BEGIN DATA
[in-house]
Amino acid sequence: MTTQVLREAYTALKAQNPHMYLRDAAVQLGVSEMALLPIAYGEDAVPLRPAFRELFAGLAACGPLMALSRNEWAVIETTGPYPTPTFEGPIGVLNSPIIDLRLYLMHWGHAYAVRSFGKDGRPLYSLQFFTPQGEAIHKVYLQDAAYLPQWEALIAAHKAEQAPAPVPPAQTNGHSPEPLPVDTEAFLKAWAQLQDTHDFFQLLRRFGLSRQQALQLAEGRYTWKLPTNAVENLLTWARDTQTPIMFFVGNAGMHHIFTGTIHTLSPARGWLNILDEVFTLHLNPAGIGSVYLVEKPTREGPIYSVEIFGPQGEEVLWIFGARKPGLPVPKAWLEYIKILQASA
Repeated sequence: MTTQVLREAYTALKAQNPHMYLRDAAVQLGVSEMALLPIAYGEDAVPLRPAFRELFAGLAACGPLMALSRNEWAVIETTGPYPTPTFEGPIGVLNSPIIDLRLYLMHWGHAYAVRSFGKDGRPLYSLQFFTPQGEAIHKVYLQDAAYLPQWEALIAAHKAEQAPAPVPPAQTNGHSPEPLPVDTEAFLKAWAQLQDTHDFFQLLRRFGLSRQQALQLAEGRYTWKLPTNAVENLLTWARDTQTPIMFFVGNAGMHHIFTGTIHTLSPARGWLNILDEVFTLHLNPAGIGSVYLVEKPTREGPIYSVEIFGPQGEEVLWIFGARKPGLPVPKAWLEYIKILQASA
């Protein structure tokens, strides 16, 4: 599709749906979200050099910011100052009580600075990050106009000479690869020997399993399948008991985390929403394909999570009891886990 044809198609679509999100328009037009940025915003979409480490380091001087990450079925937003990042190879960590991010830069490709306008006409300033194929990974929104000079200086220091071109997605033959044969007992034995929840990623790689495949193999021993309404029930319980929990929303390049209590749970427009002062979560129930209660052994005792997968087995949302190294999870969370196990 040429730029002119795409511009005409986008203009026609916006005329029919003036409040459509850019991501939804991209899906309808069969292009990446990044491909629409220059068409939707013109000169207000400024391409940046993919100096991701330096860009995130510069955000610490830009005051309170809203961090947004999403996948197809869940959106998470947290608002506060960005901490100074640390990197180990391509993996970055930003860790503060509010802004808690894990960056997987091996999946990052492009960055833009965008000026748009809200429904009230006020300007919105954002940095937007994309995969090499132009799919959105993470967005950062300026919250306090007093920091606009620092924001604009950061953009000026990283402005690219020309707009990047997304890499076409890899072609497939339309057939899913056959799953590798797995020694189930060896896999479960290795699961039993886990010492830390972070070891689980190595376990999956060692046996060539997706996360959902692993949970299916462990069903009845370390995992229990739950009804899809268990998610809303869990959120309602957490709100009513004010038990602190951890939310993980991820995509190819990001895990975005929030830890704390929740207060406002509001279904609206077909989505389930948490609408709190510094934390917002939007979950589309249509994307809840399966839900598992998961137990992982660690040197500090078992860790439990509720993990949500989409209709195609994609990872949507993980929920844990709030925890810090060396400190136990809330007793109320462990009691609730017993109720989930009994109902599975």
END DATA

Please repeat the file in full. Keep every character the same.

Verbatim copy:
[in-house]
Amino acid sequence: MTTQVLREAYTALKAQNPHMYLRDAAVQLGVSEMALLPIAYGEDAVPLRPAFRELFAGLAACGPLMALSRNEWAVIETTGPYPTPTFEGPIGVLNSPIIDLRLYLMHWGHAYAVRSFGKDGRPLYSLQFFTPQGEAIHKVYLQDAAYLPQWEALIAAHKAEQAPAPVPPAQTNGHSPEPLPVDTEAFLKAWAQLQDTHDFFQLLRRFGLSRQQALQLAEGRYTWKLPTNAVENLLTWARDTQTPIMFFVGNAGMHHIFTGTIHTLSPARGWLNILDEVFTLHLNPAGIGSVYLVEKPTREGPIYSVEIFGPQGEEVLWIFGARKPGLPVPKAWLEYIKILQASA
Repeated sequence: MTTQVLREAYTALKAQNPHMYLRDAAVQLGVSEMALLPIAYGEDAVPLRPAFRELFAGLAACGPLMALSRNEWAVIETTGPYPTPTFEGPIGVLNSPIIDLRLYLMHWGHAYAVRSFGKDGRPLYSLQFFTPQGEAIHKVYLQDAAYLPQWEALIAAHKAEQAPAPVPPAQTNGHSPEPLPVDTEAFLKAWAQLQDTHDFFQLLRRFGLSRQQALQLAEGRYTWKLPTNAVENLLTWARDTQTPIMFFVGNAGMHHIFTGTIHTLSPARGWLNILDEVFTLHLNPAGIGSVYLVEKPTREGPIYSVEIFGPQGEEVLWIFGARKPGLPVPKAWLEYIKILQASA
């Protein structure tokens, strides 16, 4: 599709749906979200050099910011100052009580600075990050106009000479690869020997399993399948008991985390929403394909999570009891886990 044809198609679509999100328009037009940025915003979409480490380091001087990450079925937003990042190879960590991010830069490709306008006409300033194929990974929104000079200086220091071109997605033959044969007992034995929840990623790689495949193999021993309404029930319980929990929303390049209590749970427009002062979560129930209660052994005792997968087995949302190294999870969370196990 040429730029002119795409511009005409986008203009026609916006005329029919003036409040459509850019991501939804991209899906309808069969292009990446990044491909629409220059068409939707013109000169207000400024391409940046993919100096991701330096860009995130510069955000610490830009005051309170809203961090947004999403996948197809869940959106998470947290608002506060960005901490100074640390990197180990391509993996970055930003860790503060509010802004808690894990960056997987091996999946990052492009960055833009965008000026748009809200429904009230006020300007919105954002940095937007994309995969090499132009799919959105993470967005950062300026919250306090007093920091606009620092924001604009950061953009000026990283402005690219020309707009990047997304890499076409890899072609497939339309057939899913056959799953590798797995020694189930060896896999479960290795699961039993886990010492830390972070070891689980190595376990999956060692046996060539997706996360959902692993949970299916462990069903009845370390995992229990739950009804899809268990998610809303869990959120309602957490709100009513004010038990602190951890939310993980991820995509190819990001895990975005929030830890704390929740207060406002509001279904609206077909989505389930948490609408709190510094934390917002939007979950589309249509994307809840399966839900598992998961137990992982660690040197500090078992860790439990509720993990949500989409209709195609994609990872949507993980929920844990709030925890810090060396400190136990809330007793109320462990009691609730017993109720989930009994109902599975």